By Nourhan Fahmy
The State Security Prosecution decided Monday to have El-Taweel’s medical condition examined by the prison hospital and a report will be presented to it the following day in order to decide on detention renewal.
El-Taweel’s health condition has been deteriorating during the 135 days she spent in prison, as she has not been receiving treatment, since the start of her detention, said El-Taweel’s mother Hanaa Ali.
The “Where is Esraa El-Taweel” campaign published on its Facebook page medical reports with details of El-Taweel’s current health condition on Monday. The most recent report dated 22 August warned of her suffering a relapse given she does not receive treatment.
El-Taweel’s sister and lawyers asserted that Esraa suffers from an injury in her leg and requires physiotherapy.
During the second anniversary of the 25 January Revolution in 2014, El-Taweel was struck by a bullet hitting her leg and spine while taking photos during a protest. She was bedridden for five months and used a wheelchair for six months. Through physiotherapy, she had made some progress and began to use a crutch, according to family members.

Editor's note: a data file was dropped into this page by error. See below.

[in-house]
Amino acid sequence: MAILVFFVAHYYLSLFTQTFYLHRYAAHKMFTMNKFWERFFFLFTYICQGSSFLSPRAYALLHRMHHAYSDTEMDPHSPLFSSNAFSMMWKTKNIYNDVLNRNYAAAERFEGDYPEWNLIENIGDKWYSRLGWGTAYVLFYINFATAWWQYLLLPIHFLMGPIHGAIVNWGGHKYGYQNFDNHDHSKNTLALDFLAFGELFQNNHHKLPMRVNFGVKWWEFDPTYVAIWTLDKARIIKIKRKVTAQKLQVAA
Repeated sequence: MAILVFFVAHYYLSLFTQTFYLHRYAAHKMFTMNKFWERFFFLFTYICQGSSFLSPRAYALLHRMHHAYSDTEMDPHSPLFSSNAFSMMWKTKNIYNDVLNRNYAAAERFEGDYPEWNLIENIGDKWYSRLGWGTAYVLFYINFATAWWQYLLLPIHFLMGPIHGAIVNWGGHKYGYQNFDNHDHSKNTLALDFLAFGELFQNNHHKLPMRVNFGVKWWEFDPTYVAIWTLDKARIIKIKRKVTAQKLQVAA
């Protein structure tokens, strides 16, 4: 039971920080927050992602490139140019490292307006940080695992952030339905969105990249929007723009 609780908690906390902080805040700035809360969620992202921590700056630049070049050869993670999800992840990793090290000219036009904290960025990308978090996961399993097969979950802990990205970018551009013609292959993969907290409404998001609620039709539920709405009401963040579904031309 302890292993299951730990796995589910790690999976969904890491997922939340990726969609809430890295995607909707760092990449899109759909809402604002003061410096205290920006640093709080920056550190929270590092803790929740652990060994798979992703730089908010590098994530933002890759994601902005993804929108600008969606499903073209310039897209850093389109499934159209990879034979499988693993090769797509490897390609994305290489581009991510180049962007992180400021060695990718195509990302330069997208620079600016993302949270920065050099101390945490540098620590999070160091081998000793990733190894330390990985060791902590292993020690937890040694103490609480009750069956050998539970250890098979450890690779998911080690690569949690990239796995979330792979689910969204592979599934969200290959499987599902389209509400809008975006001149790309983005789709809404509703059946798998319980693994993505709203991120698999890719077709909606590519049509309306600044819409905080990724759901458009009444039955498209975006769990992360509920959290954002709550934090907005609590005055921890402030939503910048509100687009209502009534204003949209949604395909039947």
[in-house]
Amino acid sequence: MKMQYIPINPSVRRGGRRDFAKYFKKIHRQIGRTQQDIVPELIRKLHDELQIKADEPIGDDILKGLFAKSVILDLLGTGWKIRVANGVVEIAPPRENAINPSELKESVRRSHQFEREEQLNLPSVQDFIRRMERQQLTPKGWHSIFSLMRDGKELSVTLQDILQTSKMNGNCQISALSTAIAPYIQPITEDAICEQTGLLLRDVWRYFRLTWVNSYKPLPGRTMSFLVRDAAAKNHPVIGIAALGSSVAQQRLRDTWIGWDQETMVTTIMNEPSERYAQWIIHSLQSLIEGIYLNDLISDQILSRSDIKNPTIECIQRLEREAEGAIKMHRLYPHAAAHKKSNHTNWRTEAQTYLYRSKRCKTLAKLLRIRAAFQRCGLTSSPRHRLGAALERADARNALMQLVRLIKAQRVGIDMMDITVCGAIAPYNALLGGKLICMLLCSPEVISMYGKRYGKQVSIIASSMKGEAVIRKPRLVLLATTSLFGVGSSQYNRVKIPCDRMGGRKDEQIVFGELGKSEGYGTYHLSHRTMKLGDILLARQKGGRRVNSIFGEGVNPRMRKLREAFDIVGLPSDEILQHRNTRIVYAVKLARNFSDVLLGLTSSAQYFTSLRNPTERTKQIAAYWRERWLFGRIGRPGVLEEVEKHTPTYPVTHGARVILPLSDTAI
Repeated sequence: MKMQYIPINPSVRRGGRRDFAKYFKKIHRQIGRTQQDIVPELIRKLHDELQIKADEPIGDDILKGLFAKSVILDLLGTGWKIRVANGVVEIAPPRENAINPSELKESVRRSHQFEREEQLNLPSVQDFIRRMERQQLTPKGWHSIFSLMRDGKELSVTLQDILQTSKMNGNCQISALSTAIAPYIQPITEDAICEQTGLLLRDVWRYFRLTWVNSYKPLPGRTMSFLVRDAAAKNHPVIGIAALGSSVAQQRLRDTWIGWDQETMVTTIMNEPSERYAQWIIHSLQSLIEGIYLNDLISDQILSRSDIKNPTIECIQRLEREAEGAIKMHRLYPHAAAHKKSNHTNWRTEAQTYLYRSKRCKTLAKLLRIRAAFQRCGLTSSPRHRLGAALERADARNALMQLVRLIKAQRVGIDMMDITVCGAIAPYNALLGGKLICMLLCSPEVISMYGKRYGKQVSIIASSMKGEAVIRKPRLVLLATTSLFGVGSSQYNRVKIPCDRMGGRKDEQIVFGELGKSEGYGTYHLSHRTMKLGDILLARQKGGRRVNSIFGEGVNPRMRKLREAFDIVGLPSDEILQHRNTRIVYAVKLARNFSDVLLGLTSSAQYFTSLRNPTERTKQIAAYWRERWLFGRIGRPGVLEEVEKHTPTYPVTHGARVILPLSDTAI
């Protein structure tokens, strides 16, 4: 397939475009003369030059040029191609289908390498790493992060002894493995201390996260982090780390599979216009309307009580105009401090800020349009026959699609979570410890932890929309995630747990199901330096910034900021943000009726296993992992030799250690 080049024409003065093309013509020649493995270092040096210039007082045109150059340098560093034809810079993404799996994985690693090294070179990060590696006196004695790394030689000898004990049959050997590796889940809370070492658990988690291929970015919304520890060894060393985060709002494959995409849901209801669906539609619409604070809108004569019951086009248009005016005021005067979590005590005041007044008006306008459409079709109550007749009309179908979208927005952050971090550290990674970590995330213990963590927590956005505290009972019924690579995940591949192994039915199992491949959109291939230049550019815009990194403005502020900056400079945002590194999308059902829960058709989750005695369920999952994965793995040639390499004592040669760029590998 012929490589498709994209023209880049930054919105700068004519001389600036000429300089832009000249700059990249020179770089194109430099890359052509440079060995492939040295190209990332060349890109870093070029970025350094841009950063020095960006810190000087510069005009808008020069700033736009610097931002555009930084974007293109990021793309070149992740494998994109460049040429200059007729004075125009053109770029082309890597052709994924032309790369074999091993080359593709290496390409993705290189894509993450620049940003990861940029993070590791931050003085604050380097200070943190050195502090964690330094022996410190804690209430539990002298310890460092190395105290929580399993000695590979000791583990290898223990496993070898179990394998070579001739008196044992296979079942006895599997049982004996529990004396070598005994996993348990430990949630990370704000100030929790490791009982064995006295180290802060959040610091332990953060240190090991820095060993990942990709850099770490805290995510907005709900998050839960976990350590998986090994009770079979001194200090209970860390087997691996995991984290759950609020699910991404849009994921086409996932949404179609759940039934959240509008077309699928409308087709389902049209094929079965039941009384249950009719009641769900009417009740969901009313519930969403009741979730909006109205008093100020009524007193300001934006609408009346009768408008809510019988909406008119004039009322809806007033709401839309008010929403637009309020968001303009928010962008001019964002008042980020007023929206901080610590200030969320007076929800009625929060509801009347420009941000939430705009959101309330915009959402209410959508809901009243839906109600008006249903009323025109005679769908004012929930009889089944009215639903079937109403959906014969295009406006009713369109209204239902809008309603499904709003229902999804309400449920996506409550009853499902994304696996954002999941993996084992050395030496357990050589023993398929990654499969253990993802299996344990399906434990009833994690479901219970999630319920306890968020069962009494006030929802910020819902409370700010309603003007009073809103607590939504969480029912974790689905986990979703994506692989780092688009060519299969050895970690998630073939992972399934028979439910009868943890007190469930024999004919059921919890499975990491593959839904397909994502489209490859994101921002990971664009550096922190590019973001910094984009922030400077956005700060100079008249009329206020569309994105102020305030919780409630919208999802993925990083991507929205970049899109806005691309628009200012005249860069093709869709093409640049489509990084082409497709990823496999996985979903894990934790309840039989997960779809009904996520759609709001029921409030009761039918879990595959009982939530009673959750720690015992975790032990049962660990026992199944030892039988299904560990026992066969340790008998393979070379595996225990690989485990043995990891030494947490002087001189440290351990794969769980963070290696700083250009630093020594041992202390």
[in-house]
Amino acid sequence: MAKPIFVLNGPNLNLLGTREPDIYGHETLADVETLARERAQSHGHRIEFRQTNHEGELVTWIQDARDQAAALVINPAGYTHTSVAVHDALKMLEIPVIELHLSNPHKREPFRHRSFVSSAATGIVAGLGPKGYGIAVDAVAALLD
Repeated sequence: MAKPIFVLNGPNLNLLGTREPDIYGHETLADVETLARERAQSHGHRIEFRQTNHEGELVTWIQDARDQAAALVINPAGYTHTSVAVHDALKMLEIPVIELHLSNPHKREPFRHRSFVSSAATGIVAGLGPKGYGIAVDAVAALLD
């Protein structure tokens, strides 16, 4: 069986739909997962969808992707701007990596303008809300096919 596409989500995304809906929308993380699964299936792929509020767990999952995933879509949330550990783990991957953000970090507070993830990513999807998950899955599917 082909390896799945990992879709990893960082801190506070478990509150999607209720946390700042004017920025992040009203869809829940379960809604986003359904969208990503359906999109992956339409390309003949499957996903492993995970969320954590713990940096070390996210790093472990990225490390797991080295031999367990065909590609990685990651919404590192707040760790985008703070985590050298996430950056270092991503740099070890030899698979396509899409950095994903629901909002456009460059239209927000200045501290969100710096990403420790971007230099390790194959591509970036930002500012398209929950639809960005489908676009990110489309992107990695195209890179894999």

However, while in prison, El-Taweel was diagnosed with a “permanent disability” by the prison doctor and was not given physiotherapy.
In her second letter from jail, El-Taweel called for her “immediate release with the continuance of the prosecutor’s investigations”, and recorded her daily difficulties inside prison.
The 23- year-old photojournalist, who had disappeared on 1 June and appeared in Al-Qanater women’s prison two weeks later, spoke in her letter of being blindfolded and interrogated for 15 days during the period in which she had been forcibly disappeared.
Charges leveled against El-Taweel include belonging to the outlawed Muslim Brotherhood and spreading false news through her social media account.
El-Taweel’s case is prominent among a wave of disappearances that has seen numerous individuals, with connections to revolutionary or Islamist politics, taken illegally by security forces.
A Ministry of Interior spokesperson previously denied that the police forcibly takes individuals in this manner, also telling Daily News Egypt that Egypt’s police forces are currently not targeting young people, regardless of their political stances and positions, a claim that activists refute.